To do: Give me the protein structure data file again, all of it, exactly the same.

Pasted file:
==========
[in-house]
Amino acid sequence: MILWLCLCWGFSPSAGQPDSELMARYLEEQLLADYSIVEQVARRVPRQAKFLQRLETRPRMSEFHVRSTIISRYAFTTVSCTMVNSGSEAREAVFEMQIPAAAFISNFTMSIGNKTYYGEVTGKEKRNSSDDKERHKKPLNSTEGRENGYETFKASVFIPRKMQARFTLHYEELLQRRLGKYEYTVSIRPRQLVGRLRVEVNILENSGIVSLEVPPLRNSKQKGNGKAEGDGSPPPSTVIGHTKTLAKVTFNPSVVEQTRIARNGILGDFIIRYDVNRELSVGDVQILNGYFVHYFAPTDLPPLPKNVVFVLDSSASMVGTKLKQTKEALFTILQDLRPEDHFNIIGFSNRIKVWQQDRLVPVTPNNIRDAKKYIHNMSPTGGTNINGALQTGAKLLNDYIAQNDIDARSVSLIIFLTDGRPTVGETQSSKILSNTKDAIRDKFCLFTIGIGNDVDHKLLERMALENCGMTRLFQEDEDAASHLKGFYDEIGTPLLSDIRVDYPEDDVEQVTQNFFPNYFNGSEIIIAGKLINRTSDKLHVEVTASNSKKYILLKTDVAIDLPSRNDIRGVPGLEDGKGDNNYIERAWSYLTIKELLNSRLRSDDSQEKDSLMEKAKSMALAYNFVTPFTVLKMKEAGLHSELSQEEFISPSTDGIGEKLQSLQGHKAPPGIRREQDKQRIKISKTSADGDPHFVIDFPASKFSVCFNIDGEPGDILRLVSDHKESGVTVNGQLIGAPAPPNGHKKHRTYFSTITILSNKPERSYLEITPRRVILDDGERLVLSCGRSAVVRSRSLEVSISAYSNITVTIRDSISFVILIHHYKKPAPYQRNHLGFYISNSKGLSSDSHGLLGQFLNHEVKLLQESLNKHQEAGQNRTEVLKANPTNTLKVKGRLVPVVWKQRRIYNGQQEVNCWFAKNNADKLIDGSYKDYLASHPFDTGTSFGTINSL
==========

[in-house]
Amino acid sequence: MILWLCLCWGFSPSAGQPDSELMARYLEEQLLADYSIVEQVARRVPRQAKFLQRLETRPRMSEFHVRSTIISRYAFTTVSCTMVNSGSEAREAVFEMQIPAAAFISNFTMSIGNKTYYGEVTGKEKRNSSDDKERHKKPLNSTEGRENGYETFKASVFIPRKMQARFTLHYEELLQRRLGKYEYTVSIRPRQLVGRLRVEVNILENSGIVSLEVPPLRNSKQKGNGKAEGDGSPPPSTVIGHTKTLAKVTFNPSVVEQTRIARNGILGDFIIRYDVNRELSVGDVQILNGYFVHYFAPTDLPPLPKNVVFVLDSSASMVGTKLKQTKEALFTILQDLRPEDHFNIIGFSNRIKVWQQDRLVPVTPNNIRDAKKYIHNMSPTGGTNINGALQTGAKLLNDYIAQNDIDARSVSLIIFLTDGRPTVGETQSSKILSNTKDAIRDKFCLFTIGIGNDVDHKLLERMALENCGMTRLFQEDEDAASHLKGFYDEIGTPLLSDIRVDYPEDDVEQVTQNFFPNYFNGSEIIIAGKLINRTSDKLHVEVTASNSKKYILLKTDVAIDLPSRNDIRGVPGLEDGKGDNNYIERAWSYLTIKELLNSRLRSDDSQEKDSLMEKAKSMALAYNFVTPFTVLKMKEAGLHSELSQEEFISPSTDGIGEKLQSLQGHKAPPGIRREQDKQRIKISKTSADGDPHFVIDFPASKFSVCFNIDGEPGDILRLVSDHKESGVTVNGQLIGAPAPPNGHKKHRTYFSTITILSNKPERSYLEITPRRVILDDGERLVLSCGRSAVVRSRSLEVSISAYSNITVTIRDSISFVILIHHYKKPAPYQRNHLGFYISNSKGLSSDSHGLLGQFLNHEVKLLQESLNKHQEAGQNRTEVLKANPTNTLKVKGRLVPVVWKQRRIYNGQQEVNCWFAKNNADKLIDGSYKDYLASHPFDTGTSFGTINSL